Henryk PACHULSKI (1859-1921)
Variations sur un thème original Op.1 [9:51]
Deux pièces pour le piano Op.2 [6:43]
Polonaise Op.5 [5:06]
Valse-Caprice Op.6 [4:45]
Deux Etudes de Concert Op.7 [10:32]
Six Preludes Op.8 [8:27]
Sonata in F major Op.27 (1910) [20:56]
Lubow Nawrocka (piano)
rec. May 2008, Polish Radio Studio S1
ACTE PRÉALABLE APO 187 [61:09]
Pachulksi is one in a long line of Polish composers who are being rediscovered by this indefatigable record company.
He was born in 1859, studied in Warsaw – his counterpoint teacher was Moniuszko – and then went to Moscow where he studied under the founder of the city’s music conservatory, Nikolai Rubinstein. As a piano teacher and performer he began his career in Russia eventually becoming a professor in Moscow in 1916. He died in 1921.
His Op.1 Variations were dedicated to Taneyev. The theme is harmonically supple and melancholy. The first variation plunges into torrid, strong and powerful writing, long on contrasts. It’s a work that offers sure absorption of Russian pianistic compositional models including his erstwhile teacher Rubinstein and maybe even Arensky. The 2 pièces pour le piano Op.2 offer useful variety, though the second is the more interesting in its outgoing geniality. The Polonaise brings out the Pole in him, and is forceful, busy and has virtuosic flourishes. Such features reoccur in the Valse-Caprice which is undeniably assertive although a touch generic.
Pachulski is at his weakest when he embarks on quasi-Lisztian studies such as the second of the Etudes de Concert Op.7 which is a somewhat windy and stormy affair, lacking in definition and purposeful melodic writing. Chopin haunts parts of the Op.8 Preludes, of which there are six. The fifth in B flat minor is a winner in its diverting vivaciousness though the last is certainly richly voiced and warmly textured.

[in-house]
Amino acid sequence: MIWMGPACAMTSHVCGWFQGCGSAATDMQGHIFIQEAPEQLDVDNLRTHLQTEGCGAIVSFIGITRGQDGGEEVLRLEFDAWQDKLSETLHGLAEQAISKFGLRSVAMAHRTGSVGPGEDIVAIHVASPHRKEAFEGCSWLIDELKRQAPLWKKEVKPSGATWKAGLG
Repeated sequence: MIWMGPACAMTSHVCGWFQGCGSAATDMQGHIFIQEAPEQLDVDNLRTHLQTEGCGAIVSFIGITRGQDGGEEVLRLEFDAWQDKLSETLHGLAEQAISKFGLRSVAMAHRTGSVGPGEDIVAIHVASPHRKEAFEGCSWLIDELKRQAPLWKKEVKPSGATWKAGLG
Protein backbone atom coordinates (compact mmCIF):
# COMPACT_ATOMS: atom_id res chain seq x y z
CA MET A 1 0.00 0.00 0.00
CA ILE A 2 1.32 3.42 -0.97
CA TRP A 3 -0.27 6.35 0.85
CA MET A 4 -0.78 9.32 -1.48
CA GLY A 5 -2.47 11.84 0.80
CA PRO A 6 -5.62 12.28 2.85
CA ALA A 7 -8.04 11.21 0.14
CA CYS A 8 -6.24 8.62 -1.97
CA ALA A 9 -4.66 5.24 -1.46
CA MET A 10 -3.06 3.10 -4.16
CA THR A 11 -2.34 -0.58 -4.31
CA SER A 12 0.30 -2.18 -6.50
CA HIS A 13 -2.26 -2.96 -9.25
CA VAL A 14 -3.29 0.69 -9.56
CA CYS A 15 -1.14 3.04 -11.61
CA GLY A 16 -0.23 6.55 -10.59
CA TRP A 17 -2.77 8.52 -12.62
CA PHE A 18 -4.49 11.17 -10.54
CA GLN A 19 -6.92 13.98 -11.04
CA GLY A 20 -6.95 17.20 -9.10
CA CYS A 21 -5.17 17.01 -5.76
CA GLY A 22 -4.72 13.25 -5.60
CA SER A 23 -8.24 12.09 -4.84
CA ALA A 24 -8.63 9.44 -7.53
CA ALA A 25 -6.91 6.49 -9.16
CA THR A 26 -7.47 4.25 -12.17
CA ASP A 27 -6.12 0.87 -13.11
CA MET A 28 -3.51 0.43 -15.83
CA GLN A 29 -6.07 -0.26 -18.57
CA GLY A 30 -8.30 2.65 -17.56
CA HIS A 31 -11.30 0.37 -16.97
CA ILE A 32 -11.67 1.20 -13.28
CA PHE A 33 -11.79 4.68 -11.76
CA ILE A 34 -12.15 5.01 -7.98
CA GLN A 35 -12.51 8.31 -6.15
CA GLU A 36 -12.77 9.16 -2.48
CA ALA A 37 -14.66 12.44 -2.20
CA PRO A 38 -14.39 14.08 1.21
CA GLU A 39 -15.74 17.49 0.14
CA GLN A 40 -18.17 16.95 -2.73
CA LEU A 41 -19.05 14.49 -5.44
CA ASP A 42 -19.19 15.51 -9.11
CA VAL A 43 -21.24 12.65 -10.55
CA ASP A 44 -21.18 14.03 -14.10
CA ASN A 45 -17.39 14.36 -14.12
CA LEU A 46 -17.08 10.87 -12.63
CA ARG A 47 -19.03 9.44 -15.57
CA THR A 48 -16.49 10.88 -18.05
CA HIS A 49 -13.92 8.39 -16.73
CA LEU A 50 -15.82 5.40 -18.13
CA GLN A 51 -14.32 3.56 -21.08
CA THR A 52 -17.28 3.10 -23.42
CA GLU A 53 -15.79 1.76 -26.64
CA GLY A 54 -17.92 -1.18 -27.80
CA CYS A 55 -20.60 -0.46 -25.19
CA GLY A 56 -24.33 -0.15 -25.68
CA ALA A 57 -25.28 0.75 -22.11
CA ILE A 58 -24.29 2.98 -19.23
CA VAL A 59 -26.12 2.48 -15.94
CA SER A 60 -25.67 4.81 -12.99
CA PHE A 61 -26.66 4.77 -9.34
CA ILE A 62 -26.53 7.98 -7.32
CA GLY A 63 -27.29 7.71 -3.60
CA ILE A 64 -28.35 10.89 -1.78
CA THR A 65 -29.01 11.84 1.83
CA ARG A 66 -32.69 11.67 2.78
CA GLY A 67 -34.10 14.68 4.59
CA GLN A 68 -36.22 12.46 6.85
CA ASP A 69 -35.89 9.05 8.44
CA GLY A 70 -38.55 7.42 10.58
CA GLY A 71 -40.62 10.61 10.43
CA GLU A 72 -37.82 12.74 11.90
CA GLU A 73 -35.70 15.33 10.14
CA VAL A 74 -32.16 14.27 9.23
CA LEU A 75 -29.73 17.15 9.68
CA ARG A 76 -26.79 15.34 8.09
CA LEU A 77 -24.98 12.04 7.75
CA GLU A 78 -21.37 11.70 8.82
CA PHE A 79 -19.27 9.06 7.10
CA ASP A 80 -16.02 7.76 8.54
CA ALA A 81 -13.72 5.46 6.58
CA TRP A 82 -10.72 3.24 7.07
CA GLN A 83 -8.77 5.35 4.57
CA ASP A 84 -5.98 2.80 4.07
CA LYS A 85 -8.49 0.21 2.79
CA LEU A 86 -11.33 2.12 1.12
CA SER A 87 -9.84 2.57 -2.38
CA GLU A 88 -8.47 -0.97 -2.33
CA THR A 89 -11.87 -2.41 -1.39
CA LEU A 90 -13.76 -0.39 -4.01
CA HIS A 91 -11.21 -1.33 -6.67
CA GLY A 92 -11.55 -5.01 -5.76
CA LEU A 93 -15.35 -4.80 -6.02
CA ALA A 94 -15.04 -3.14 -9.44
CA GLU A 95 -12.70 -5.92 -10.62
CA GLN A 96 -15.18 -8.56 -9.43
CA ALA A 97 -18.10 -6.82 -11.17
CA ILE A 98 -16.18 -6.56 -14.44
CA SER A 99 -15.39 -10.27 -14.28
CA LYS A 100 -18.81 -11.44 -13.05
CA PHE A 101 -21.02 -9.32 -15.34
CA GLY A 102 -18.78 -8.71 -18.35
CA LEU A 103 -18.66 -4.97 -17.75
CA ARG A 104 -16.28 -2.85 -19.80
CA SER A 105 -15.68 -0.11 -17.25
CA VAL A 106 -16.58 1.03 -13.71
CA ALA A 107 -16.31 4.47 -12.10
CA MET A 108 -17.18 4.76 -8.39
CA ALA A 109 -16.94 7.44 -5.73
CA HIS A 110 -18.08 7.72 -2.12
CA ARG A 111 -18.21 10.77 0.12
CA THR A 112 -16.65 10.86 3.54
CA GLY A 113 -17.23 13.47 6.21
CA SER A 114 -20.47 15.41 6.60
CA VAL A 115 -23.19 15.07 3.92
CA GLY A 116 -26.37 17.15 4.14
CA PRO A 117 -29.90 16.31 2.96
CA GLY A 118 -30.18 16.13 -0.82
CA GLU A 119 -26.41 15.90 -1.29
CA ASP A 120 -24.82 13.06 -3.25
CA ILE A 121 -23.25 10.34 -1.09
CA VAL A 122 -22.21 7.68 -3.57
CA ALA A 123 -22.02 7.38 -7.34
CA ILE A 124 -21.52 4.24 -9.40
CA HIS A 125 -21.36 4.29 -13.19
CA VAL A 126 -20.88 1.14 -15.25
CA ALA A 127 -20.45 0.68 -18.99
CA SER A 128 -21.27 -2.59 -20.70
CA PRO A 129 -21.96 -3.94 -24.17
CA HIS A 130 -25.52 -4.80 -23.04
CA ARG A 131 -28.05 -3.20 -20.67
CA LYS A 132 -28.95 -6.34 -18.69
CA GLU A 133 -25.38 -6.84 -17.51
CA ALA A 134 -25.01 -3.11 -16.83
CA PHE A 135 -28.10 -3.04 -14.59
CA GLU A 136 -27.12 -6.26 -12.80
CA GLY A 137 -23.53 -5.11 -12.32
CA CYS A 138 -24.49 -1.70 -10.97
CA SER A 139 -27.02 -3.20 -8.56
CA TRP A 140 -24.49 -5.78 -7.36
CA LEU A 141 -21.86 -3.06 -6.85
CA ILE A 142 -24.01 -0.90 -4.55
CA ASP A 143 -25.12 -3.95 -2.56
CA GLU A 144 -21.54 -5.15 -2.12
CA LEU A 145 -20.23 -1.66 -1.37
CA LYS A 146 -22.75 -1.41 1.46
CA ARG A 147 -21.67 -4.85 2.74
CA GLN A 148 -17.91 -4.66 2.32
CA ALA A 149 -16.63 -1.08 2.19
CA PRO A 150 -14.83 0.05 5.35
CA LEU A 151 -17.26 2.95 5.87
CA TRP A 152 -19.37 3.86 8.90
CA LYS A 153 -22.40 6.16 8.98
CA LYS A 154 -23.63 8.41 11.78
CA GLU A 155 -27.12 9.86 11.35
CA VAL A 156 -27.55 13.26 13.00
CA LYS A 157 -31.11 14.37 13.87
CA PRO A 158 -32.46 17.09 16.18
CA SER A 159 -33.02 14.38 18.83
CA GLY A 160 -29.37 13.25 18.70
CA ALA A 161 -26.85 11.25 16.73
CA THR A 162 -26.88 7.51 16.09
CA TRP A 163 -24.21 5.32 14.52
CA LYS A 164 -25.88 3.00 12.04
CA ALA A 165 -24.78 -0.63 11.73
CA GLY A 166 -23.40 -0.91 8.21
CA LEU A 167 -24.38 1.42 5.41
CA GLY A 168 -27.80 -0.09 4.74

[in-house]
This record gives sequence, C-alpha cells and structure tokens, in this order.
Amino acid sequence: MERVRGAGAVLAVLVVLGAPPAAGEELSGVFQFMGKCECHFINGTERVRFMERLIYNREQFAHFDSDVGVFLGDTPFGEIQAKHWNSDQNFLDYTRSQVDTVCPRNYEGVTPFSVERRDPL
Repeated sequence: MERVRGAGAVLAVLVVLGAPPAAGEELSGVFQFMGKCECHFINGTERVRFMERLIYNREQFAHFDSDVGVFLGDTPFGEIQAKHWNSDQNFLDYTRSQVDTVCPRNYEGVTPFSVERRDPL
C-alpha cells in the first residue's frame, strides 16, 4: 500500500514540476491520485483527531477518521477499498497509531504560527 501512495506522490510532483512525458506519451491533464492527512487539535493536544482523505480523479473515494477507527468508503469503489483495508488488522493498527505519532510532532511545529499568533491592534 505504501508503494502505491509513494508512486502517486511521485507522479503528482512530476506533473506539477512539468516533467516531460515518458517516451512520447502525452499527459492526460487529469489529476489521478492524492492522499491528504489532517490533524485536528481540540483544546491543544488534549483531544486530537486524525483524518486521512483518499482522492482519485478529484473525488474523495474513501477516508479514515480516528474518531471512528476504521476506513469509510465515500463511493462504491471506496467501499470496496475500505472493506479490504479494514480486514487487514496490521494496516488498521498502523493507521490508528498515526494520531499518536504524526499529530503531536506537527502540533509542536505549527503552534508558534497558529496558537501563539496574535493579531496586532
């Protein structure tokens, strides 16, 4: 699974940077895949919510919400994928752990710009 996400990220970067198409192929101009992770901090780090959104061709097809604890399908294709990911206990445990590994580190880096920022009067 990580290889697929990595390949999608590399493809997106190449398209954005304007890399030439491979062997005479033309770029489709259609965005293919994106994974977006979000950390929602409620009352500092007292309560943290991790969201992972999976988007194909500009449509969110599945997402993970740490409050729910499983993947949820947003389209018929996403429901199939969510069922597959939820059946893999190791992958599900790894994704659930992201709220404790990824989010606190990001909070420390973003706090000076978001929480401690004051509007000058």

The last work is also the biggest, the 1910 Op.27 Sonata. It’s also the only work to be definitively dated in the good booklet notes. The opening Allegro is serious, well laid out but unmemorable. The slow movement enshrines some of those qualities of restlessness that do recur as a feature of his music, though here it takes on an incessant character that vitiates things. The Scherzo is rather pugnacious, though this does act as a good foil for the clement B section. We are assured at least of a strong sinewy finale, and one is duly forthcoming. Though it was dedicated to Rachmaninov it’s not a work that reveals any outstanding lyrical or thematic gifts, plausibly structured though it undoubtedly is.
Lubow Nawrocka is the intrepid explorer who gives us an all-premiere disc. These novelties shed light on a Polish composer whose professional career was centred on Moscow and St Petersburg, and whose compositions are athletic, strongly argued but ultimately lack true distinction. The fine performances and production are decided assets.
Athletic, strongly argued but ultimately lacking in true distinction. ... see Full Review